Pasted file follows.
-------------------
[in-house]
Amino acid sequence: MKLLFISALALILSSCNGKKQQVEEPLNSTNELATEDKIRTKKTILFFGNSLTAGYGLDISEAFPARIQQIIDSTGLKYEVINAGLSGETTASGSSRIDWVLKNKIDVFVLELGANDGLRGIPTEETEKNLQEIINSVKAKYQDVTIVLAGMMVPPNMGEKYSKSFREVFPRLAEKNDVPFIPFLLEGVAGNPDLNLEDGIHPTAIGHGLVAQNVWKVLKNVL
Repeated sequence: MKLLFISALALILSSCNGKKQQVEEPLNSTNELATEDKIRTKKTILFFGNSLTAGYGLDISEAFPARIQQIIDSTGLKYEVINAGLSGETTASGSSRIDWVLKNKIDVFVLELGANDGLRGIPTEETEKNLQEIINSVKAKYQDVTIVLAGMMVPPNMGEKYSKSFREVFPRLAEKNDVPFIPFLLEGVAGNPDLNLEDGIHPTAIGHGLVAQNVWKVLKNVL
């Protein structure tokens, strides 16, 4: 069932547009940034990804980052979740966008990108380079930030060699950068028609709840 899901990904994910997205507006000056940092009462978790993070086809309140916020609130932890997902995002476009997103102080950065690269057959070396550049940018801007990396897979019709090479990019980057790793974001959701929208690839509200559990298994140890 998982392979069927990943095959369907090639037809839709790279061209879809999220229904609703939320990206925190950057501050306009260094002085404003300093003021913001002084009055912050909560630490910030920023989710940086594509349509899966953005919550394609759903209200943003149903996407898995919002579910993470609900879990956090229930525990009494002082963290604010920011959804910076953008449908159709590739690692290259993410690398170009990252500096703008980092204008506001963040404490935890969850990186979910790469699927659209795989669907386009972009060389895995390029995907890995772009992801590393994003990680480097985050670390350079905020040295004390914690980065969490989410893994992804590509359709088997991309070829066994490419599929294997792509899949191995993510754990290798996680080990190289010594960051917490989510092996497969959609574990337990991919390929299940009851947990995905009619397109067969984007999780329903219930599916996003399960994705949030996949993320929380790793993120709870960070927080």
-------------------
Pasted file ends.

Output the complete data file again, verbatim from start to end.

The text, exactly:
[in-house]
Amino acid sequence: MKLLFISALALILSSCNGKKQQVEEPLNSTNELATEDKIRTKKTILFFGNSLTAGYGLDISEAFPARIQQIIDSTGLKYEVINAGLSGETTASGSSRIDWVLKNKIDVFVLELGANDGLRGIPTEETEKNLQEIINSVKAKYQDVTIVLAGMMVPPNMGEKYSKSFREVFPRLAEKNDVPFIPFLLEGVAGNPDLNLEDGIHPTAIGHGLVAQNVWKVLKNVL
Repeated sequence: MKLLFISALALILSSCNGKKQQVEEPLNSTNELATEDKIRTKKTILFFGNSLTAGYGLDISEAFPARIQQIIDSTGLKYEVINAGLSGETTASGSSRIDWVLKNKIDVFVLELGANDGLRGIPTEETEKNLQEIINSVKAKYQDVTIVLAGMMVPPNMGEKYSKSFREVFPRLAEKNDVPFIPFLLEGVAGNPDLNLEDGIHPTAIGHGLVAQNVWKVLKNVL
């Protein structure tokens, strides 16, 4: 069932547009940034990804980052979740966008990108380079930030060699950068028609709840 899901990904994910997205507006000056940092009462978790993070086809309140916020609130932890997902995002476009997103102080950065690269057959070396550049940018801007990396897979019709090479990019980057790793974001959701929208690839509200559990298994140890 998982392979069927990943095959369907090639037809839709790279061209879809999220229904609703939320990206925190950057501050306009260094002085404003300093003021913001002084009055912050909560630490910030920023989710940086594509349509899966953005919550394609759903209200943003149903996407898995919002579910993470609900879990956090229930525990009494002082963290604010920011959804910076953008449908159709590739690692290259993410690398170009990252500096703008980092204008506001963040404490935890969850990186979910790469699927659209795989669907386009972009060389895995390029995907890995772009992801590393994003990680480097985050670390350079905020040295004390914690980065969490989410893994992804590509359709088997991309070829066994490419599929294997792509899949191995993510754990290798996680080990190289010594960051917490989510092996497969959609574990337990991919390929299940009851947990995905009619397109067969984007999780329903219930599916996003399960994705949030996949993320929380790793993120709870960070927080």